I don’t think there is a single person on earth who is always an expert communicator. This seems especially true when emotions are charged. To successfully co-parent you should always strive to communicate well. In fact, the family law act requires you to do so.
Speaking in a way which is aggressive, hostile, antagonistic and hurtful toward the other parent can raise fears for them, and for the children.
In simple terms, good communication is about talking free from heightened conflict. You can, of course, disagree on issues, but those disagreements should never be hostile or angry. And they should never be conversations held within the presence of children.
Usually when communication goes wrong, it is due to misunderstandings. And that’s not unreasonable. You have a problem which the other may or may not know about or see in the same light.
I always recommend asking questions into to be clear.
I often say……
“If you can’t find the answer, you need to ask better questions”
These questions are not just for your coparent; it will help you to ask questions of yourself.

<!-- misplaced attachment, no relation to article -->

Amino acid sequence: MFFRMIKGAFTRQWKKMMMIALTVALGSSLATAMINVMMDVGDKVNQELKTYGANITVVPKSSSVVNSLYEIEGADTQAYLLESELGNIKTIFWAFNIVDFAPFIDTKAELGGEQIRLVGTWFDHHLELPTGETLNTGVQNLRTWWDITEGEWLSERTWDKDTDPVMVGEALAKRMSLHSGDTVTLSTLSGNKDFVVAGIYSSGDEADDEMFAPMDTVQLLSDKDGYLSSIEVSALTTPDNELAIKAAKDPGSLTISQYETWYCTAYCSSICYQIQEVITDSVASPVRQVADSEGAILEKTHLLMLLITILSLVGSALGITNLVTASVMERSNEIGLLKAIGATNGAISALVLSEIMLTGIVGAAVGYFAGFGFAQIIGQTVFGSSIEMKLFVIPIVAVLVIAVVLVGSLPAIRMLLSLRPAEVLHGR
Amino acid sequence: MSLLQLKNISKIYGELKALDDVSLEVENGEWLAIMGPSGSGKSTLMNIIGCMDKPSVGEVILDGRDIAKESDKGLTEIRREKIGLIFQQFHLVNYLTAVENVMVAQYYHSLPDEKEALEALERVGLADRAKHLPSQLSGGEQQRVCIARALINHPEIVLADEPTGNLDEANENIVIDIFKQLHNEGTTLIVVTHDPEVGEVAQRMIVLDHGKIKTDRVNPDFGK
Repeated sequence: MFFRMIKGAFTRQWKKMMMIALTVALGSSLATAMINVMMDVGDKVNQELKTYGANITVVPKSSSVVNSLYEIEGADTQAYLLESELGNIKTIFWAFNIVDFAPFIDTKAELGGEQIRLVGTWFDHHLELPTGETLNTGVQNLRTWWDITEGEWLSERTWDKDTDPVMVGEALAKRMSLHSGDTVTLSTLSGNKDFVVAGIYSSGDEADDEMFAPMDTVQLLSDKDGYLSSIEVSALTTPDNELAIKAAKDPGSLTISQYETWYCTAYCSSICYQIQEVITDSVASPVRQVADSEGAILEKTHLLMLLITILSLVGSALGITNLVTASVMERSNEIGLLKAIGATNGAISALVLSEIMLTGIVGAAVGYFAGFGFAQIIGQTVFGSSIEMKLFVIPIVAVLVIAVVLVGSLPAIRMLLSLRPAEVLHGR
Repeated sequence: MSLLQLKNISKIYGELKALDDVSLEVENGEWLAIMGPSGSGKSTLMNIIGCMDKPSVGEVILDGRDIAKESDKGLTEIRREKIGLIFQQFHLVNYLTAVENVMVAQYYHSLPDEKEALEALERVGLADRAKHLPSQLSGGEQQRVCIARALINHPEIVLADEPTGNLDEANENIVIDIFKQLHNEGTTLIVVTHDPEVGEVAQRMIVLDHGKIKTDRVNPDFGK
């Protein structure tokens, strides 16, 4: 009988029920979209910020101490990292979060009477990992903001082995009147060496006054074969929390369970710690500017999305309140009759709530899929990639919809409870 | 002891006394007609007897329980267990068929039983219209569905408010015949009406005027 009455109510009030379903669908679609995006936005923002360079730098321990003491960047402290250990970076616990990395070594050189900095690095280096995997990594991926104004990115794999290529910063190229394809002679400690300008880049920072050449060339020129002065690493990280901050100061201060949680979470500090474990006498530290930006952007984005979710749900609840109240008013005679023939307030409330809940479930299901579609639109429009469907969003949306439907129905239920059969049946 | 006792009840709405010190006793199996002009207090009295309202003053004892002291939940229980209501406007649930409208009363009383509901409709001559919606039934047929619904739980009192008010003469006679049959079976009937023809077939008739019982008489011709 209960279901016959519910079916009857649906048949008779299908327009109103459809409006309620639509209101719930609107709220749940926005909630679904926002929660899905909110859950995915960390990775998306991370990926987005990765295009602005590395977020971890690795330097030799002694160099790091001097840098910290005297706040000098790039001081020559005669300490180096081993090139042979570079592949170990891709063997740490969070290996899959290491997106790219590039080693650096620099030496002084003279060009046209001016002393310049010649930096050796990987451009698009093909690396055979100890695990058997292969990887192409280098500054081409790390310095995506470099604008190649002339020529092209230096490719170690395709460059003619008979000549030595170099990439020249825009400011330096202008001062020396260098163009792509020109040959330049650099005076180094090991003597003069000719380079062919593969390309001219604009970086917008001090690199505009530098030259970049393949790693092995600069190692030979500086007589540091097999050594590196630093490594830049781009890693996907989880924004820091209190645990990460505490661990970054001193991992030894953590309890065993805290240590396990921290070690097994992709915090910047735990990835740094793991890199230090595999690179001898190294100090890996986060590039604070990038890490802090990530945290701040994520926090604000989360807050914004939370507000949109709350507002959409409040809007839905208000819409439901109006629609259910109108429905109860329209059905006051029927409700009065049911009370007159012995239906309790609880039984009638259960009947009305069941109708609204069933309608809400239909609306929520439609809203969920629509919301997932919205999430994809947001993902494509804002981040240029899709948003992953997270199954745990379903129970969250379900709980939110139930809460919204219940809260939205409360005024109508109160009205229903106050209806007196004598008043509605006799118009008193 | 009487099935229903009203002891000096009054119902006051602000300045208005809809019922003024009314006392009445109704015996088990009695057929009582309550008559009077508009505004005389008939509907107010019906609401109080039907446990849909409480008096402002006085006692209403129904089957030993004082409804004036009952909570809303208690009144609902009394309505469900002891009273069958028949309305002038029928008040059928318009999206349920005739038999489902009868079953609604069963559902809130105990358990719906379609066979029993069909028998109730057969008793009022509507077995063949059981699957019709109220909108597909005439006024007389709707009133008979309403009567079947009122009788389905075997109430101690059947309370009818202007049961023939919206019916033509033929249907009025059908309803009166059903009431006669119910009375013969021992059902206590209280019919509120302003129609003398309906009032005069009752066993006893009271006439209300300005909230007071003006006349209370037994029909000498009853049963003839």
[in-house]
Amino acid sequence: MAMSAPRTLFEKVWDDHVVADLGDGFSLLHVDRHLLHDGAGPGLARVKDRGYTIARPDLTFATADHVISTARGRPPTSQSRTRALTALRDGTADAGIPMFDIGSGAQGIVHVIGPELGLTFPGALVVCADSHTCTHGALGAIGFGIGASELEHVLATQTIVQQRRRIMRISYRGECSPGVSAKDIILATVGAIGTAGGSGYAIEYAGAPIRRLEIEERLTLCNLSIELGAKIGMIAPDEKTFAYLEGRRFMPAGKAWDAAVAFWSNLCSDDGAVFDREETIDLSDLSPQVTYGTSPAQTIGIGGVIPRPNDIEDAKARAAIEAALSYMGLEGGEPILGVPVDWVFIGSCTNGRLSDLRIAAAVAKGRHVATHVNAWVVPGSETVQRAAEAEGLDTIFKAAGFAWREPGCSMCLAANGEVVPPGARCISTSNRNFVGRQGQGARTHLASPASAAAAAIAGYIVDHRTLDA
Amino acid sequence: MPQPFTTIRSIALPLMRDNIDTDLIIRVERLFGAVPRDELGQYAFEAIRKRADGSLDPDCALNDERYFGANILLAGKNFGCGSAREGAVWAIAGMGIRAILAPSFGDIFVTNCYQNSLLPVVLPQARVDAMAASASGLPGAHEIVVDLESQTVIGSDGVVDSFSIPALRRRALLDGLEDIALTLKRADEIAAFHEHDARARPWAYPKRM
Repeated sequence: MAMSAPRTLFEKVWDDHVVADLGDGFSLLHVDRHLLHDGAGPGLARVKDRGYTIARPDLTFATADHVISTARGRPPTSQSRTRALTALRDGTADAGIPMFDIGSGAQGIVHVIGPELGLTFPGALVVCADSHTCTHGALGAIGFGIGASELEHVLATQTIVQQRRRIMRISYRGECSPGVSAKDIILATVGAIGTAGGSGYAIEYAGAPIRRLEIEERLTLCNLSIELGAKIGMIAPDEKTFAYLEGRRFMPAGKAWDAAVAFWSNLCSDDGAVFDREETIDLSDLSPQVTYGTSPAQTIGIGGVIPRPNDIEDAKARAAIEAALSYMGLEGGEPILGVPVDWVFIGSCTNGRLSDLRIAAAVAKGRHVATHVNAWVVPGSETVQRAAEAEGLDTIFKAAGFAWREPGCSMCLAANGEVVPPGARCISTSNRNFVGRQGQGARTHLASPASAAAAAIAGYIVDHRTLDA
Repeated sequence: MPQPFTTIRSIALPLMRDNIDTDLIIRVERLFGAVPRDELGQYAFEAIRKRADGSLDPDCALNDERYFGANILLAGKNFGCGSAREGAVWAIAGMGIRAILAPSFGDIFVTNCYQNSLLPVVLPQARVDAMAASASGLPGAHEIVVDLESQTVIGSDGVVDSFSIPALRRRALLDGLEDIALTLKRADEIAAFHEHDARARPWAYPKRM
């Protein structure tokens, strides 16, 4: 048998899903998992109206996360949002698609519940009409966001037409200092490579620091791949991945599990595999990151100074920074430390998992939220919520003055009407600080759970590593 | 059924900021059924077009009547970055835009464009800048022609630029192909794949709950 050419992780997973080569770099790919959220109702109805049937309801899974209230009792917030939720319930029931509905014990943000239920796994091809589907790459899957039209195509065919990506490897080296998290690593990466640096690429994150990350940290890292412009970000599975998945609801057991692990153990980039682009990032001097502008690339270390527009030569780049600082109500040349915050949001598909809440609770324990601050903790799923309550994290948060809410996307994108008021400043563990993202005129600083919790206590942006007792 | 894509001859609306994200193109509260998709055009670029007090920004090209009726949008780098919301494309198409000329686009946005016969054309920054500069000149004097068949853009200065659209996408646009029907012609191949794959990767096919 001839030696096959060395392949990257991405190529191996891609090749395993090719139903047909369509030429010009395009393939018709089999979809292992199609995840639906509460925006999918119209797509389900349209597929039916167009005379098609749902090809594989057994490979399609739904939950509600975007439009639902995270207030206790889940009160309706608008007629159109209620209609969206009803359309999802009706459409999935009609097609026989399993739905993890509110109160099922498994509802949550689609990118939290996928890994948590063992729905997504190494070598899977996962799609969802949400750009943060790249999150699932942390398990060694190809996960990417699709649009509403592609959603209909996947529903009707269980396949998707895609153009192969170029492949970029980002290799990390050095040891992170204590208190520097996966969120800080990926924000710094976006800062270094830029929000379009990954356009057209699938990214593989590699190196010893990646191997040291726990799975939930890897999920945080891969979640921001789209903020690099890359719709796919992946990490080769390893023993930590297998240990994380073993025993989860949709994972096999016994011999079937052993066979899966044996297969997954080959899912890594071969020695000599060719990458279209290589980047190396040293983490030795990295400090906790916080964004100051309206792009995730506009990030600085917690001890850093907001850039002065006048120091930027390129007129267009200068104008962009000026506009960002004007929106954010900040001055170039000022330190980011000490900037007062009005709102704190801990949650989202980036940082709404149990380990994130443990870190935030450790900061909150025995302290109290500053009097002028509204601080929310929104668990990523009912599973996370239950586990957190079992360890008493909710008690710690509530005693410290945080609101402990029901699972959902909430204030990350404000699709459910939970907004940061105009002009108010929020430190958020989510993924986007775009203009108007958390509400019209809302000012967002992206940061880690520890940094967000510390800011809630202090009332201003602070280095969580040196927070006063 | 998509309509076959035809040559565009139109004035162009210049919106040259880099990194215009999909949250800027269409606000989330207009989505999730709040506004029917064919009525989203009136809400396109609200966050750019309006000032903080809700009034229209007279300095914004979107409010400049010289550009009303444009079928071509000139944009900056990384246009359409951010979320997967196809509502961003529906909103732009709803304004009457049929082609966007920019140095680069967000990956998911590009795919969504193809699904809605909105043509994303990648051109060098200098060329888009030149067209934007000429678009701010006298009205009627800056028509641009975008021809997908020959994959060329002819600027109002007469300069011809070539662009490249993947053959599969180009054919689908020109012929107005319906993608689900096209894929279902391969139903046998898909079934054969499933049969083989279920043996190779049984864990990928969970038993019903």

Before you are ready to discuss a sensitive issue, it is beneficial to consider the problem as a whole.
The following questions are a tool I have often used with clients to work through disputes. It helps define clearly what the problem is in order for you to articulate your concerns better.
You can practice answering this with a past issue, or just consider each question separately.
- What is the problem? (Amy was late for school again)
- What are the issues this is causing? (Amy feels embarrassed she’s not there on time)
- What is your suggested solution? (Setting a phone alarm 15 minutes before it’s time to leave)
- What benefits will this bring? (Amy won’t feel anxious about running late)
Getting familiar with these four questions (in bold) will help you with almost every dispute you face, including in work. Think about the issues you’ve identified and what your solutions will be. When you cushion the problem with the benefits it will bring, it makes it more palatable for the other person to digest. This makes it far more likely they will be receptive.
You then need to approach your coparent with this problem.
“There is something I’d like to talk to you about. Hopefully it won’t take long. When would it be a good time? “
Listen to their response. You may be approaching them at a difficult time. If it’s not urgent, try and work in with them.
*This is an extract from the Parenting After Separation Course